Lloyd’s of London will revamp interior of its Richard Rogers-designed, listed headquarters

Underwriting, Overhauled

Lloyd’s of London will revamp interior of its Richard Rogers-designed, listed headquarters

The underwriting room at the Lloyd’s building in London was going to be revamped for a post-pandemic future, but plans have been put on indefinite hold. (Courtesy Lloyd’s)

The 300-plus-year-old British coffee house-turned-insurance institution Lloyd’s of London announced that it will embark on a substantial interior redesign of its iconic “inside-out” home at One Lime Street in London’s financial district to better suit its post-pandemic health and safety needs. The planned renovations will reportedly center on the building’s famed underwriting room, housed within a soaring, 197-foot atrium, and other workspaces according to The Architects’ Journal.

Standing as one of the British capital city’s most curious and emblematic works of modern architecture, the Lloyd’s building was designed by the eponymous architecture practice of Richard Rogers, now Rogers Stirk Harbour + Partners (RSHP), and completed in 1986 following an 8-year construction process. Arup and Bovis served as key project partners alongside the Richard Rogers Partnership, in the roles of structural and services engineer and general contractor, respectively.

The lloyd’s of london HQ in stainless steel swirls
Exterior of the famously futuristic Lloyd’s building in central London. (Courtesy Lloyd’s)

In 2011, 25 years after its completion, the Lloyd’s building was Grade I listed, joining landmarks such as the Tower Bridge, Liverpool Cathedral, Blackpool Tower, and Palace of Westminster as the youngest building ever to receive the top heritage designation conferred by Historic England. Famous for its exterior glass elevators, Lutine Bell, and numerous cameo appearances in film and television, the 14-story Bowellist building is RSHP’s only listed work.

As noted by Building Design, RSHP has remained mum on the planned overhaul, which is being described by Lloyd’s as a “once-in-a-generation” project. (The Rogers- and Renzo Piano-designed Centre Pompidou, the Lloyd’s Building’s older Parisian sibling, is similarly slated for extensive renovations.) The Pritzker Prize-winning Rogers announced his retirement from the firm in September 2020 at the age of 87 although the “R” in RHSP has yet to be dropped, a change that will occur by the end of this year.

Per Building Design, “several architects” have reportedly been in talks with Lloyd’s leadership to potentially head the redesign, which was first formally teased in April. However, these discussions were just exploratory and “there are no immediate plans to engage with them until we have fully explored all the options available to us,” according to a Lloyd’s spokesperson.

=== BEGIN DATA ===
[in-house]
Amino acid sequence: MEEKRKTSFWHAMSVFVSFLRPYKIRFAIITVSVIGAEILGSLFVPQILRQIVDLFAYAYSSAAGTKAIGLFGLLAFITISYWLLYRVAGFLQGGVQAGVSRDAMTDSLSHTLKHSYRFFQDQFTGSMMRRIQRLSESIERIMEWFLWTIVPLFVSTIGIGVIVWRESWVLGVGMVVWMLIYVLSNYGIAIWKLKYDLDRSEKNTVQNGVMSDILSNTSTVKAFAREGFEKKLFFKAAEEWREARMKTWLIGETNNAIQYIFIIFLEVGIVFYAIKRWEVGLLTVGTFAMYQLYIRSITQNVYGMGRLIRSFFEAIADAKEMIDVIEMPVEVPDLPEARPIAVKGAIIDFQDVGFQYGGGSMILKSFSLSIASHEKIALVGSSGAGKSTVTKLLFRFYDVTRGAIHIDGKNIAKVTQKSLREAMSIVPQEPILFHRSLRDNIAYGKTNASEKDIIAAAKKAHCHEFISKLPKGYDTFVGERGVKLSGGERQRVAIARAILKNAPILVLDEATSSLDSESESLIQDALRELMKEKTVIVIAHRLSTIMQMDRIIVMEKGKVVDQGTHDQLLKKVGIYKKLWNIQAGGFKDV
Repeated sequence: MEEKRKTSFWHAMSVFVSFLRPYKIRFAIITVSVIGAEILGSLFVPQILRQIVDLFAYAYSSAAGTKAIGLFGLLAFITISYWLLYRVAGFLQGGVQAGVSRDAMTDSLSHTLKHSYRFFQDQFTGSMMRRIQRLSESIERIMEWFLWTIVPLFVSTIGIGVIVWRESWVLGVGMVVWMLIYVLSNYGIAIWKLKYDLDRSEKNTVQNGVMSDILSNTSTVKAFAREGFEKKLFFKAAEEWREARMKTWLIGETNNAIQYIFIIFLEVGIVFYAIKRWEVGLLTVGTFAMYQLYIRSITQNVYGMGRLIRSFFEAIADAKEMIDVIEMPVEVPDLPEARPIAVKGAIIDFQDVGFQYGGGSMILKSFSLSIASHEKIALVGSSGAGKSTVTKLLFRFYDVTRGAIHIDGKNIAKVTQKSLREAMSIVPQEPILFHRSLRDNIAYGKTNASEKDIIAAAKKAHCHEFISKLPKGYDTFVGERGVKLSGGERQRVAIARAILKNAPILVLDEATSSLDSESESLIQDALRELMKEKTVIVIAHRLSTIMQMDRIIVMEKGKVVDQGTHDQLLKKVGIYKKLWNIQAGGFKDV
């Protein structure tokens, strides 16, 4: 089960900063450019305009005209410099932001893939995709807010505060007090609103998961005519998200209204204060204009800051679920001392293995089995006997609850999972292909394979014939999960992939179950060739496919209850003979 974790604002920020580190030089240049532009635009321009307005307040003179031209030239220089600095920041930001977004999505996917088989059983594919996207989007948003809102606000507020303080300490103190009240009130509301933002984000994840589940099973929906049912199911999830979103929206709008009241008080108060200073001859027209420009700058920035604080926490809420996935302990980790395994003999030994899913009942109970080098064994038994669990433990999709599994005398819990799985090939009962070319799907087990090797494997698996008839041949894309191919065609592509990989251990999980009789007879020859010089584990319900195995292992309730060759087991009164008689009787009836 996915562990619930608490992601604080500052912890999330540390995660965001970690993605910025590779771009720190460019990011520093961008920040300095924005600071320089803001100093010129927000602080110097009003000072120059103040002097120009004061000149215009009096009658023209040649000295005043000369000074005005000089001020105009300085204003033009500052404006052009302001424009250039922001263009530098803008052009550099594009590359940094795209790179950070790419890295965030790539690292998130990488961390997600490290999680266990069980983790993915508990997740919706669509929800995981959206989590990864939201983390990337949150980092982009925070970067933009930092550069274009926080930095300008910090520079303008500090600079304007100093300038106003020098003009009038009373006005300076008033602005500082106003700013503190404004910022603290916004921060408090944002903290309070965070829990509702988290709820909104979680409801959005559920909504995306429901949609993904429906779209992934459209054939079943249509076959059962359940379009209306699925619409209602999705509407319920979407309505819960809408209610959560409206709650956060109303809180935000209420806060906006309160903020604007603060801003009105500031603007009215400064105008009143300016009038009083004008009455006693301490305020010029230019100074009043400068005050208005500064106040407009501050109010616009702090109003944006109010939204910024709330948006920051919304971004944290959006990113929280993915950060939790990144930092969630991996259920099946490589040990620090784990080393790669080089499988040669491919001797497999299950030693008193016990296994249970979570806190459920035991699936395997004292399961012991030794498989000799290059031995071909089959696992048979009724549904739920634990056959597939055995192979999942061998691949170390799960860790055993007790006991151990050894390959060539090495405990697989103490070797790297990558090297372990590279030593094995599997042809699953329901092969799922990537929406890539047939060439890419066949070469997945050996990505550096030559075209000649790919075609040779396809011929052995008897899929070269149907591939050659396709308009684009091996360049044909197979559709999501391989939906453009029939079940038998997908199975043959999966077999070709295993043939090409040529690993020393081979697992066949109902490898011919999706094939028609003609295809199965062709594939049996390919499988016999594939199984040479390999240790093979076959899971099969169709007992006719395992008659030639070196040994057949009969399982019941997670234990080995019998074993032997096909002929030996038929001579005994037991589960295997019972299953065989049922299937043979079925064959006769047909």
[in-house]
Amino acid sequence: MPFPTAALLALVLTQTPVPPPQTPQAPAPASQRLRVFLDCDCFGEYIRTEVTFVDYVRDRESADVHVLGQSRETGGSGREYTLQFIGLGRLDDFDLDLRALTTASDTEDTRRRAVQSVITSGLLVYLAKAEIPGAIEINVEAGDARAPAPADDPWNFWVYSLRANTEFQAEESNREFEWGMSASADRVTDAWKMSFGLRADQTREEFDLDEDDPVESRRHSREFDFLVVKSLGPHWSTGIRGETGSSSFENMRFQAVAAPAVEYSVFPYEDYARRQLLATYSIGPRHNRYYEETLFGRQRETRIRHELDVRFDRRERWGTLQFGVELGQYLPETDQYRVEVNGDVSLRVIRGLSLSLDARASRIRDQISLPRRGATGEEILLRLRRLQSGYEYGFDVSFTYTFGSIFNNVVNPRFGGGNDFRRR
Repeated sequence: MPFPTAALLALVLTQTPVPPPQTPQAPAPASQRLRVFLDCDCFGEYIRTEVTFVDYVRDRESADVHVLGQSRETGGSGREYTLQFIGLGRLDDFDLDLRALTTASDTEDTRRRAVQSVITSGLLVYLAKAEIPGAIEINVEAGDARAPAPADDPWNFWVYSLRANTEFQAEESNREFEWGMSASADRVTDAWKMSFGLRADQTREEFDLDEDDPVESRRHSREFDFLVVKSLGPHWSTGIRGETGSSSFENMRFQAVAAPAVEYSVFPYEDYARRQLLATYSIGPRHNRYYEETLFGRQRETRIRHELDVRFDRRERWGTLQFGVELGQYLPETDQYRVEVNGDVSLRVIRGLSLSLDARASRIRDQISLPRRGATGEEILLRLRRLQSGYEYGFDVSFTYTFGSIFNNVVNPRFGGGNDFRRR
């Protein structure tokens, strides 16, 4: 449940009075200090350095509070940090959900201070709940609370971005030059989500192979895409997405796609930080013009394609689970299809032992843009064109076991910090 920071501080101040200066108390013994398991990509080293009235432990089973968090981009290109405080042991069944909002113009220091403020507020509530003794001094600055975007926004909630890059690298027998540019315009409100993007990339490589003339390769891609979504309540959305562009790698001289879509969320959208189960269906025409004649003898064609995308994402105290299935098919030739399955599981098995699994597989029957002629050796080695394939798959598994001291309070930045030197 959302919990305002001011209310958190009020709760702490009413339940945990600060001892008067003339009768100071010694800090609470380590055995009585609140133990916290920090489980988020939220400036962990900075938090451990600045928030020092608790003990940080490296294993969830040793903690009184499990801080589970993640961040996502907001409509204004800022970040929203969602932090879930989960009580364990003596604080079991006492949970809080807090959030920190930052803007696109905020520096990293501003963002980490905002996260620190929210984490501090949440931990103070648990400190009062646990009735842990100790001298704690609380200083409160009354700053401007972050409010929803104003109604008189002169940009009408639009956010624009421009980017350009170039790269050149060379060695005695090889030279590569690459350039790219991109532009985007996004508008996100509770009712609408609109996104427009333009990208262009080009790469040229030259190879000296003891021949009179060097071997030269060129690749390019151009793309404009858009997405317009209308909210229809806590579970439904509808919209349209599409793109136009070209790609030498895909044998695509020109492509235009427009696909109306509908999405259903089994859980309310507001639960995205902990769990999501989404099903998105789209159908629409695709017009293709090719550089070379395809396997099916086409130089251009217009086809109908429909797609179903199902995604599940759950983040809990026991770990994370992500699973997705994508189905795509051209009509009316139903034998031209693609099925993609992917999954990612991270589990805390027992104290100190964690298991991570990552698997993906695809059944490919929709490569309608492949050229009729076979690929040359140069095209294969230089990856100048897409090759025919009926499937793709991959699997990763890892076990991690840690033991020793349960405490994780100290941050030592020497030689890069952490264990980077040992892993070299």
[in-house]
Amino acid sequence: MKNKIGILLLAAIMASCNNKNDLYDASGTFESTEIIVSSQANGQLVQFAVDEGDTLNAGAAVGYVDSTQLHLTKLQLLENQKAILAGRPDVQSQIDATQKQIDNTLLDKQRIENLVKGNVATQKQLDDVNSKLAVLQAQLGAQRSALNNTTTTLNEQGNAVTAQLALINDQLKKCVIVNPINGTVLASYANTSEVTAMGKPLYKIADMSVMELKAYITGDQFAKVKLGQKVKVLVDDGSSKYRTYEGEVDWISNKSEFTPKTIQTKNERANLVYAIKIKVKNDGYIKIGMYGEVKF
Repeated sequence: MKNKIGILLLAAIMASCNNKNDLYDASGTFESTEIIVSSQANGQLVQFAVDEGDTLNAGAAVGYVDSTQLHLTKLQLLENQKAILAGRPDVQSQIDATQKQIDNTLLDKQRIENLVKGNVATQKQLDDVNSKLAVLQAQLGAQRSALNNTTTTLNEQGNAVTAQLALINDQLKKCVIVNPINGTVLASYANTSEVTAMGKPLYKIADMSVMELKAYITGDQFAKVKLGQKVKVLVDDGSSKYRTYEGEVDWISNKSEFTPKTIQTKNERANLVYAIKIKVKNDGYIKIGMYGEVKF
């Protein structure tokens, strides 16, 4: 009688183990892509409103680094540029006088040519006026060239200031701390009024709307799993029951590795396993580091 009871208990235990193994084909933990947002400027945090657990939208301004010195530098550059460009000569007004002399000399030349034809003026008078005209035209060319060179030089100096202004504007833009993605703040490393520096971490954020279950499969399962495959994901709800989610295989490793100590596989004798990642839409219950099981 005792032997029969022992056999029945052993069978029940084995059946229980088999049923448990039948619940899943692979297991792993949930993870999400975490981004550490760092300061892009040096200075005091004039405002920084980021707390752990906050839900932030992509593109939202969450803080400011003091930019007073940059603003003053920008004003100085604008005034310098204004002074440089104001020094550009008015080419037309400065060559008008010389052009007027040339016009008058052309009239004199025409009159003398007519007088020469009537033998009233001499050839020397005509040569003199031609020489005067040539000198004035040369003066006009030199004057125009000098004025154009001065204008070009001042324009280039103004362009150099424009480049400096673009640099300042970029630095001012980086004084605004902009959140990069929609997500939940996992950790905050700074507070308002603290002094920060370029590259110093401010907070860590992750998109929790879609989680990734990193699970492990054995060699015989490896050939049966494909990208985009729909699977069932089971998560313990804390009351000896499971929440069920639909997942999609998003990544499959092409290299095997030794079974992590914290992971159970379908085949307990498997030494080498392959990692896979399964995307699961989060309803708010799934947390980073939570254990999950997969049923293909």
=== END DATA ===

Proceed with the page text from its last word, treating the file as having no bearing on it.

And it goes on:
Interior of a massive atrium space with sprawling escalators in every direction
View of the four-story underwriting room from the atrium. (Courtesy Lloyd’s)

As the spokesperson elaborated in a statement to the British media:

“We have embarked on a once-in-a-generation journey to redesign the iconic underwriting room and supporting spaces in the Lloyd’s building.

The decision to undertake this journey has been driven by the increasing trends of flexible working and digitalisation, which have been accelerated by the covid-19 pandemic. Through [the first quarter of] 2021, we completed an extensive market consultation to gather insights and ideas about the future requirements for spaces and services our marketplace needs. Currently, like many other organisations, we are considering a range of options around our workspace strategy and the future leasing arrangements for Lloyd’s.”

The overhaul, as mentioned, will focus largely on reconfiguring the underwriting room, which gained a virtual counterpart during the pandemic, and associated spaces. However, as detailed by City A.M., Lloyd’s is also mulling adding several amenities, some public-facing, including a view-heavy fine dining restaurant on an upper floor as well as a market hall, terrace bar, and “wellbeing” facility complete with a gym and dedicated spaces for quiet contemplation.

The building has been at the center of numerous climate protests, some involving coal dumps and stink bombs, in recent months.